Top Chef: Miami – Episode 11

Early wake-up calls, airline food, the humorous quips of Anthony Bourdain -- what's not to like about "Top Chef" as it gets down to the top five? Oh yea, that would be Padma.

Early wake-up calls, airline food, the humorous quips of Anthony Bourdain — what’s not to like about “Top Chef” as it gets down to the top five? Oh yea, that would be Padma.

Using technical terms such as soft on the tummy, repeating the words of other judges and giving the quickfire trophy to the one chef who provided her with a little wake-up nip, Padma clearly had it in for CJ when he declared she had made a fantasy come true by waking him early in the morning. Padma reacted with the expression of a blow-up doll. And if she even understood CJ’s sexual innuendo, in the front lobe of her brain she knows she likes men tall enough to look her in the eyes, providing they are standing on hundred dollar bills. But enough about “Top Chef’s” weakest link.

Suddenly the show looked like it ran out of money. Padma was left to handle the quickfire challenge by her lonesome for the first time because no chef would or could show up at the Fountainbleu Hotel at 6 a.m. to watch the chefs cook with Breville blenders. (That’s most of the corporate sponsors in the first segment).

The top six then distributed their Continental Airlines tickets to take a Continental flight to Newark. (Continental promo footage was used to make sure the viewer didn’t think they were just whisked away to some Dade County airline hangar or used a different airline).

Not content to see the lights of Manhattan in the distance from the EWR, several contestants vowed to bring their A game. And then Padma, allowed beyond security apparently without a ticket, informs them they’ll be creating food for, yes, Continental Airlines’ first class.

They meet the chef who actually oversees the airline meals. Can you imagine having a job in which 90% of the people don’t like what you do? I have had the occasional OK first/business class meal, but it’s pretty rare.

LYFORD: Was that a blowup doll expression or more Tim Burton’s corpse bride? Anyway, Padma should never be allowed to judge anything on her own. When’s the last time she actually formed an opinion beyond “You’re right Tom, this is undercooked.” And she has a cookbook? Huh? And it’s considered a “prize” for a challenge winner? That’s hardly worth waking up for. Plus if I heard correctly, she “compiled” the recipes, she didn’t create them. How hard is that to do for chrissakes? I was ready to just hit the mute button every time she was on.

As far as the airline challenge, once again I’m left wondering how this task translates into real world relevance for a top-notch chef. All due respect to the man who oversees the airline operation, but I don’t think you hold that job if you have metropolitan executive chef skills.

GALLO: Much as I liked the idea of serving Continental Airlines flight attendants while on an airplane, I thought the trade-out would never end. While Padma got in a plug for her book, Bourdain never got to shill for his show. Bourdain is the funniest judge though, calling broccolini “something that was found in Bob Marley’s closet” or that lobster had the texture of “doll head.” Is he just more comfortable with the camera than other chefs or are the other cooks just humorless?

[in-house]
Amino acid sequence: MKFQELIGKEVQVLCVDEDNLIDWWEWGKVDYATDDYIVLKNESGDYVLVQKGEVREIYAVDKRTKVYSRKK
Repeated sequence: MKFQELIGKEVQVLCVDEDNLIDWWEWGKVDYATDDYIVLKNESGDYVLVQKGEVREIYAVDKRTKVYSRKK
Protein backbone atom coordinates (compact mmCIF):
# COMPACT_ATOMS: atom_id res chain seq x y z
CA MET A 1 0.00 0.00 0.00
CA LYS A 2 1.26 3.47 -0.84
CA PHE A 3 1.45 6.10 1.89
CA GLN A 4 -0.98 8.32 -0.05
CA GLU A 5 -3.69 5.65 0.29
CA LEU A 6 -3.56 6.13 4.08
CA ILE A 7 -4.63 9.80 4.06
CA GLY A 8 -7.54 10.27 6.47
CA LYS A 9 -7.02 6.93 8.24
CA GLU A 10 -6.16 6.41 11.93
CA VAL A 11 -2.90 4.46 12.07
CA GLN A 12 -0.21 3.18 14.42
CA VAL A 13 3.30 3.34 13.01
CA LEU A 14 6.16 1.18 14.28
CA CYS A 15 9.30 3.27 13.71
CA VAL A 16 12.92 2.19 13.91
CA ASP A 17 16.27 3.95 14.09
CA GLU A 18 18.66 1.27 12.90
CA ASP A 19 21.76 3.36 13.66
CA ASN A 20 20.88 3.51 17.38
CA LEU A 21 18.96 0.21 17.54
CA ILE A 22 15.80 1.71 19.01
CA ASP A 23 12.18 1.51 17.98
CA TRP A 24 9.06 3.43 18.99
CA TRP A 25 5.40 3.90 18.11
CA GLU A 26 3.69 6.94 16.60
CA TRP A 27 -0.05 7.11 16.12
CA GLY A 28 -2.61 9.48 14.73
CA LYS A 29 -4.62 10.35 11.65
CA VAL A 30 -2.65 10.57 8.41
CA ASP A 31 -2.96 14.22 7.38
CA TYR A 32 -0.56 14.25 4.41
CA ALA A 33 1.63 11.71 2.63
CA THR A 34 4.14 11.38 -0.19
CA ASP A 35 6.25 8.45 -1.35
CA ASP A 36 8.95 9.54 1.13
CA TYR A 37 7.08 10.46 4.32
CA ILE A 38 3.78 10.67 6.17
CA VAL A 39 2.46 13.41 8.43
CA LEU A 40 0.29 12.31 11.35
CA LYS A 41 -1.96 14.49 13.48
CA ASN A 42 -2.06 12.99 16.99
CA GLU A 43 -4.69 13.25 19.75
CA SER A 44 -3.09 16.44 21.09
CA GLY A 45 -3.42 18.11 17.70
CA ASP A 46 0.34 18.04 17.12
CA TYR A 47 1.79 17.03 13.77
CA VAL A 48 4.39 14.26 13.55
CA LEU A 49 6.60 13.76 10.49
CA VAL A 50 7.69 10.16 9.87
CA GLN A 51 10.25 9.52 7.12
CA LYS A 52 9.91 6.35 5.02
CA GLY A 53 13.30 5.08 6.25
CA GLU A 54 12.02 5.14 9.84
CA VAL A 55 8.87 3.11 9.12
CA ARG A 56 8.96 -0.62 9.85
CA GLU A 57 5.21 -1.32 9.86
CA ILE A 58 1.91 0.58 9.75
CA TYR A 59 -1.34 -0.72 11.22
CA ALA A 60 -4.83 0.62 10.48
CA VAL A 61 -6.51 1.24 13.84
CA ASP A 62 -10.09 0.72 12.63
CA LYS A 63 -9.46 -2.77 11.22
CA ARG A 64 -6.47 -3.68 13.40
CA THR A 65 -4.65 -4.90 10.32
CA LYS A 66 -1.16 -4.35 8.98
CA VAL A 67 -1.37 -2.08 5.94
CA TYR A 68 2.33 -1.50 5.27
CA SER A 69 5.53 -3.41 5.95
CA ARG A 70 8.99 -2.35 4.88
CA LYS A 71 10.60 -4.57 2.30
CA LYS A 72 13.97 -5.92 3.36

LYFORD: I’m beginning to wonder if Tom Colicchio has a sense of humor at all. Every time CJ said something sarcastic and humorous he just looked perplexed. Bourdain is hilarious, if too often more blunt than he needs to be. Couldn’t he be Padma’s permanent replacement?

GALLO: Colicchio delivered some good commentary again. But I don’t know that it makes me want to eat at the new L.A. edition of Craft any more than I want to fly Continental.

LYFORD: I do want to eat at Craft. Do you think we could expense it and call it research? Colicchio is most useful in his visits to the kitchen during prep. I only wish he’d discussed at judges’ panel the importance of his question to each chef about what the biggest obstacle was for them in this challenge. Casey is the only one who got it, replying that placing everything in one dish and heating it together is the aspect that would derail the most contestants. Hung’s answer that the biggest challenge was other people moving his saute pans just shows how clueless he sometimes is.

GALLO: The broccolini was the downfall of CJ, the man who has never been to Manhattan, is burned out on cooking in Venice, Calif., and fantasizes about sipping mai-tais in the morning after a night of furious lovemaking with Padma. I kinda hate to see him go. You?

LYFORD: He and Dale were the life of the party and the show won’t be the same without him.

GALLO: Has Casey gone from situational reliever to star of the staff in the last month or what? She seems to even be aware of it as well. She has humility working for her, too. And lately she has been making dishes that look like they would be interesting to eat. Her biggest competition now, appears to be Dale and he usually has one or two flubs per dish.

LYFORD: Casey is the one to beat. But have you noticed how she’s morphing into a Jennifer Aniston look-alike? Dale too often shoots himself in the foot, Hung doesn’t play well with others, and Brian should have been gone two episodes ago. I think Sara is Casey’s biggest competition.

GALLO: Who you calling big?

Top Chef: Miami - Episode 11

Bravo, Wed. Sept. 12, 10 p.m.

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